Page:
A new study out of Chicago has garnered a lot of attention for finding that Black teachers were significantly more likely to receive low classroom observation scores as compared to their White peers.
The findings are disturbing: the average Black teacher's classroom observation score was in the 37th percentile, as compared to the 55th percentile for the average White teacher. Chicago's observation structure isn't slipshod, either, as one might expect with this level of variance. First implemented in the 2013-14 school year, Chicago requires two observations for tenured teachers and four for untenured, with observers using a modified version of the widely used Charlotte Danielson Framework for Teaching.
But the significant Black-White gap in observation scores was not explained by anything that can be measured about the teachers themselves—their years of experience, education level, tenure status, or value-added on student test scores. Neither could they be explained by other obvious factors such the school's culture (as measured via survey) or the race and other characteristics of the person conducting the observation (a good sign that perhaps, like in evaluating student work, Chicago's clear rubric helps to forestall racial bias).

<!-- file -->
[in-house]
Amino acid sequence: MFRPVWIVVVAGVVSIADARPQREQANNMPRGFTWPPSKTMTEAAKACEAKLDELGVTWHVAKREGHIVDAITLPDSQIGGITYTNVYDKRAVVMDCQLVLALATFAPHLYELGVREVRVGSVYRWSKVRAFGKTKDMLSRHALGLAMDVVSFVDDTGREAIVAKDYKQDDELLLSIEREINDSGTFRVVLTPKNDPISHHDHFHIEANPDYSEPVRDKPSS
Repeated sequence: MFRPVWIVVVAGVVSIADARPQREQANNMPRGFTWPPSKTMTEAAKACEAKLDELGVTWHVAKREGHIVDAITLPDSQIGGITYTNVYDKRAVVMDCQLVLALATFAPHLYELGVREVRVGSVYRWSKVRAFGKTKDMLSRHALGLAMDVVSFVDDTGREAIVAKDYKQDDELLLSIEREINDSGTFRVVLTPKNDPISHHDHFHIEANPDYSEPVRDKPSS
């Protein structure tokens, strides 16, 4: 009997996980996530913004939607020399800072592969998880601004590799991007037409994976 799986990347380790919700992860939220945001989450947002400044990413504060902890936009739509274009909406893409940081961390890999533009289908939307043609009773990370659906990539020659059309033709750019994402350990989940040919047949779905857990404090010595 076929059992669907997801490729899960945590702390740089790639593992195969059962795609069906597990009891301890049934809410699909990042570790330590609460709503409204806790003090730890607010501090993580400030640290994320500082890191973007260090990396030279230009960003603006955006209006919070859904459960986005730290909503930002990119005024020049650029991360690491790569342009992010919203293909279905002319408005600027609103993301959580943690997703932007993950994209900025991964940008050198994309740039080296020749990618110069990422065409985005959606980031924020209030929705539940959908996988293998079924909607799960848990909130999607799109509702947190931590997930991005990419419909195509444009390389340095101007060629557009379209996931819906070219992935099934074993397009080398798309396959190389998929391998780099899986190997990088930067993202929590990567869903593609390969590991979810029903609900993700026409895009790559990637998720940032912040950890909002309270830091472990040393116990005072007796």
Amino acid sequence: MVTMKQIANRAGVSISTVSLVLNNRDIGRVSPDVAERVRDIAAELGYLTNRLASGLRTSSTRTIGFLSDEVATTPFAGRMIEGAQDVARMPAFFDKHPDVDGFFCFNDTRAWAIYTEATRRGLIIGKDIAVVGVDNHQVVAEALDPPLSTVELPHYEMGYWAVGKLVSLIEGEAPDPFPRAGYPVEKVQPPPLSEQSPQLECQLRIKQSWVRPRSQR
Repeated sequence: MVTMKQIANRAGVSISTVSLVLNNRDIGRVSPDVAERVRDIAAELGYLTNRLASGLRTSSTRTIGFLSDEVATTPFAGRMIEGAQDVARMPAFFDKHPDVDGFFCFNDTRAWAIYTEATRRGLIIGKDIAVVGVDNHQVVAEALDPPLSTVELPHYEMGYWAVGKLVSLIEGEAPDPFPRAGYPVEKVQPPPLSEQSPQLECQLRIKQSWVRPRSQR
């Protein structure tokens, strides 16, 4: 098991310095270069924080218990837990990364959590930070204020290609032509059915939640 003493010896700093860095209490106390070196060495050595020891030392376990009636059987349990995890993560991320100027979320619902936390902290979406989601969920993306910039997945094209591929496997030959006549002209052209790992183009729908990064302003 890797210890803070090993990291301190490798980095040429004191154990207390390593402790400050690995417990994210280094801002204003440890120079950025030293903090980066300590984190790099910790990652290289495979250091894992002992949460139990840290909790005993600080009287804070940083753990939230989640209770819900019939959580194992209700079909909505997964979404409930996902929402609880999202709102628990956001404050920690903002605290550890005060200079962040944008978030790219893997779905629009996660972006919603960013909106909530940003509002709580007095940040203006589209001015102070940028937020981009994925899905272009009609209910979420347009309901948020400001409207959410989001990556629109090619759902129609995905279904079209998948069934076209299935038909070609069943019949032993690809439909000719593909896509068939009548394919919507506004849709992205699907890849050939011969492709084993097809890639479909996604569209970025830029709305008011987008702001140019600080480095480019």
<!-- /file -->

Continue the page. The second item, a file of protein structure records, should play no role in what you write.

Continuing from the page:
No, almost all of the gap was actually explained by who these Black teachers are more likely to teach: students from low socioeconomic levels, with lower levels of achievement in reading, and higher frequency of misconduct.
This isn't the first research to find bias in observation scores. What to do then? The researchers of this study (Matthew Steinberg from George Mason University and Lauren Sartain from UNC Chapel Hill) recommend that education leaders not only use multiple measures to evaluate teachers, but even go so far as to suggest that districts with this kind of problem statistically adjust observation scores, just as a teacher's contributions to student learning are adjusted in a value-added measure.